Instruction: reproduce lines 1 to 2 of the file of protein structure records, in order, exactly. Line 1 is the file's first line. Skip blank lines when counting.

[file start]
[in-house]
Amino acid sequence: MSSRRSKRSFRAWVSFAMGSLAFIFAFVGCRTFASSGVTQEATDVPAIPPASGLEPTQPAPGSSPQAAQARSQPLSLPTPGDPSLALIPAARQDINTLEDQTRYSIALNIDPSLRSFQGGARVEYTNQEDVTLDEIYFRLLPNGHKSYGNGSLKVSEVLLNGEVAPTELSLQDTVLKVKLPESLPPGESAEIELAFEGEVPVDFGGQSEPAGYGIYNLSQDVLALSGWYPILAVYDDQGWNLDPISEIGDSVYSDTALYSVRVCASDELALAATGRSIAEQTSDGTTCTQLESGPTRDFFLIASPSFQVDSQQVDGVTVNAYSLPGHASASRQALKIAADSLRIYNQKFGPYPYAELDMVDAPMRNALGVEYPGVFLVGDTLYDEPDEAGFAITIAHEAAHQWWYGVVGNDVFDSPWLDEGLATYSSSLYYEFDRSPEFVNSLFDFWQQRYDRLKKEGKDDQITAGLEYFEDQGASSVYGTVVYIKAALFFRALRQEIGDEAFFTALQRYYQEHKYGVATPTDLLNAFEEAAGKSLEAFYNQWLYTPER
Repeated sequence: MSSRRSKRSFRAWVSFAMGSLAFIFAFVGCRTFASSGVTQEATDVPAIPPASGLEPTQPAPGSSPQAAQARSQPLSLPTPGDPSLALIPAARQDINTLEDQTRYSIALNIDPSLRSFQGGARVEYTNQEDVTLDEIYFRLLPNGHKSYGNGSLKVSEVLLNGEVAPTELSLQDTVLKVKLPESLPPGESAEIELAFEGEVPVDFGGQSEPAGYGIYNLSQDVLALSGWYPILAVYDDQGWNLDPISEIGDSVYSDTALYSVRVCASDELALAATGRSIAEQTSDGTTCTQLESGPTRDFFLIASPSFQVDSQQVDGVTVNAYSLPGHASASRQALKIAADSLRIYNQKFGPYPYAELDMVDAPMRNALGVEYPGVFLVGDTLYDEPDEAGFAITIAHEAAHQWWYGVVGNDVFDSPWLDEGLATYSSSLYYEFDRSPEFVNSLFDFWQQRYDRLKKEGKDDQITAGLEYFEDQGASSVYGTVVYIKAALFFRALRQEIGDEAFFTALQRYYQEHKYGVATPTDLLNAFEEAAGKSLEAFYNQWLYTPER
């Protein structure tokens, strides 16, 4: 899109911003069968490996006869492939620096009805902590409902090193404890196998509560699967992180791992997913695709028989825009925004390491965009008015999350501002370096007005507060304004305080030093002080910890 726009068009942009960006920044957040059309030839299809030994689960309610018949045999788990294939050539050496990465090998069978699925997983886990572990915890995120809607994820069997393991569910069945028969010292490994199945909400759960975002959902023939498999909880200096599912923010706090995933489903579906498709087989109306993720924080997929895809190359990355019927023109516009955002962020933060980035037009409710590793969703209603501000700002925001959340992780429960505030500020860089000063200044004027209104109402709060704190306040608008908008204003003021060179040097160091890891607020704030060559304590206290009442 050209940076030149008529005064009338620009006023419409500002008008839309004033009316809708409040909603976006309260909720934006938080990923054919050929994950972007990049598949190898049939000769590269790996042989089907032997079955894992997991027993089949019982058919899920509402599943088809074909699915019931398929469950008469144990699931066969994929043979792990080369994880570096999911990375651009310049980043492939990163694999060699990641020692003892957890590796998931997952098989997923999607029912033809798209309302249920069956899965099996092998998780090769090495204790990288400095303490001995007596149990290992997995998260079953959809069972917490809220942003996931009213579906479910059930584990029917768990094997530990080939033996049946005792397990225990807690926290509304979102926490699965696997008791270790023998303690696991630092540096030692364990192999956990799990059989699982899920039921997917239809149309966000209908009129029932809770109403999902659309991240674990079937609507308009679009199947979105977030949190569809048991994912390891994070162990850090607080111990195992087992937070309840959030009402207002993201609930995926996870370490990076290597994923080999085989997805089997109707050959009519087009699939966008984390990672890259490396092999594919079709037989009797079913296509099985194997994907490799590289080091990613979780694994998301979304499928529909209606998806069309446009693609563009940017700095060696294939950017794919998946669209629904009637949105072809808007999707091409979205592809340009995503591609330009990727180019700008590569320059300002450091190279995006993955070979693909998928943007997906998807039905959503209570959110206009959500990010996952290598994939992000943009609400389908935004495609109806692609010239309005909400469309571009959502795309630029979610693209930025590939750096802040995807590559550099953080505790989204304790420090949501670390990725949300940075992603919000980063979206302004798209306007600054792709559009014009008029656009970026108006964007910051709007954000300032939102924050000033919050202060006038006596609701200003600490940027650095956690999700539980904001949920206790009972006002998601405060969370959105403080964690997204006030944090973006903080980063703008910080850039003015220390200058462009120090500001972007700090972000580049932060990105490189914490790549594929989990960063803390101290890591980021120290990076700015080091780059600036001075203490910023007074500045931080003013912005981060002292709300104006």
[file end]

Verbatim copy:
[in-house]
Amino acid sequence: MSSRRSKRSFRAWVSFAMGSLAFIFAFVGCRTFASSGVTQEATDVPAIPPASGLEPTQPAPGSSPQAAQARSQPLSLPTPGDPSLALIPAARQDINTLEDQTRYSIALNIDPSLRSFQGGARVEYTNQEDVTLDEIYFRLLPNGHKSYGNGSLKVSEVLLNGEVAPTELSLQDTVLKVKLPESLPPGESAEIELAFEGEVPVDFGGQSEPAGYGIYNLSQDVLALSGWYPILAVYDDQGWNLDPISEIGDSVYSDTALYSVRVCASDELALAATGRSIAEQTSDGTTCTQLESGPTRDFFLIASPSFQVDSQQVDGVTVNAYSLPGHASASRQALKIAADSLRIYNQKFGPYPYAELDMVDAPMRNALGVEYPGVFLVGDTLYDEPDEAGFAITIAHEAAHQWWYGVVGNDVFDSPWLDEGLATYSSSLYYEFDRSPEFVNSLFDFWQQRYDRLKKEGKDDQITAGLEYFEDQGASSVYGTVVYIKAALFFRALRQEIGDEAFFTALQRYYQEHKYGVATPTDLLNAFEEAAGKSLEAFYNQWLYTPER